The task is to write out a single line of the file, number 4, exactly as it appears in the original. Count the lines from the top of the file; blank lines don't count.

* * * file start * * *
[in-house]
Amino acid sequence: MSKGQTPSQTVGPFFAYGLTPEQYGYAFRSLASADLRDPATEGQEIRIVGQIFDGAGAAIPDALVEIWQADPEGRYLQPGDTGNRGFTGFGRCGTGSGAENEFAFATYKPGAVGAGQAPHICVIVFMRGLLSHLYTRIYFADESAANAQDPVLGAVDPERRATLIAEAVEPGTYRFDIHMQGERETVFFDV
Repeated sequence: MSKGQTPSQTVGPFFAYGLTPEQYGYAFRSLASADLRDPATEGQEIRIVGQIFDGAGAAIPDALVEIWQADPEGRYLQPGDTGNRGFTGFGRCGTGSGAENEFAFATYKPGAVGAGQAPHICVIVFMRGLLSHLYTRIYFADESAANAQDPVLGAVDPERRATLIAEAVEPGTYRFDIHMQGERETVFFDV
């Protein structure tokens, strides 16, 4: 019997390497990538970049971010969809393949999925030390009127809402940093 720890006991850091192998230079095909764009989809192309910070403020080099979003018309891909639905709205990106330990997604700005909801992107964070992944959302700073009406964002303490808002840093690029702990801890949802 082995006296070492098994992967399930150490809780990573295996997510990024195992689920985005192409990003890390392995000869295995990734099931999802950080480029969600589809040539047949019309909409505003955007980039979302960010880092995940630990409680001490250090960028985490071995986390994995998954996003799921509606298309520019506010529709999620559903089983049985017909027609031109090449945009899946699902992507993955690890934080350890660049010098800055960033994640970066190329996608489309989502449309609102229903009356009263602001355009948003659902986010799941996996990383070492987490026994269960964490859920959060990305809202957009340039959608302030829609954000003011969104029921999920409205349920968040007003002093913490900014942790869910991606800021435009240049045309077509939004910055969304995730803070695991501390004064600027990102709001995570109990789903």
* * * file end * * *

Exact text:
């Protein structure tokens, strides 16, 4: 019997390497990538970049971010969809393949999925030390009127809402940093 720890006991850091192998230079095909764009989809192309910070403020080099979003018309891909639905709205990106330990997604700005909801992107964070992944959302700073009406964002303490808002840093690029702990801890949802 082995006296070492098994992967399930150490809780990573295996997510990024195992689920985005192409990003890390392995000869295995990734099931999802950080480029969600589809040539047949019309909409505003955007980039979302960010880092995940630990409680001490250090960028985490071995986390994995998954996003799921509606298309520019506010529709999620559903089983049985017909027609031109090449945009899946699902992507993955690890934080350890660049010098800055960033994640970066190329996608489309989502449309609102229903009356009263602001355009948003659902986010799941996996990383070492987490026994269960964490859920959060990305809202957009340039959608302030829609954000003011969104029921999920409205349920968040007003002093913490900014942790869910991606800021435009240049045309077509939004910055969304995730803070695991501390004064600027990102709001995570109990789903």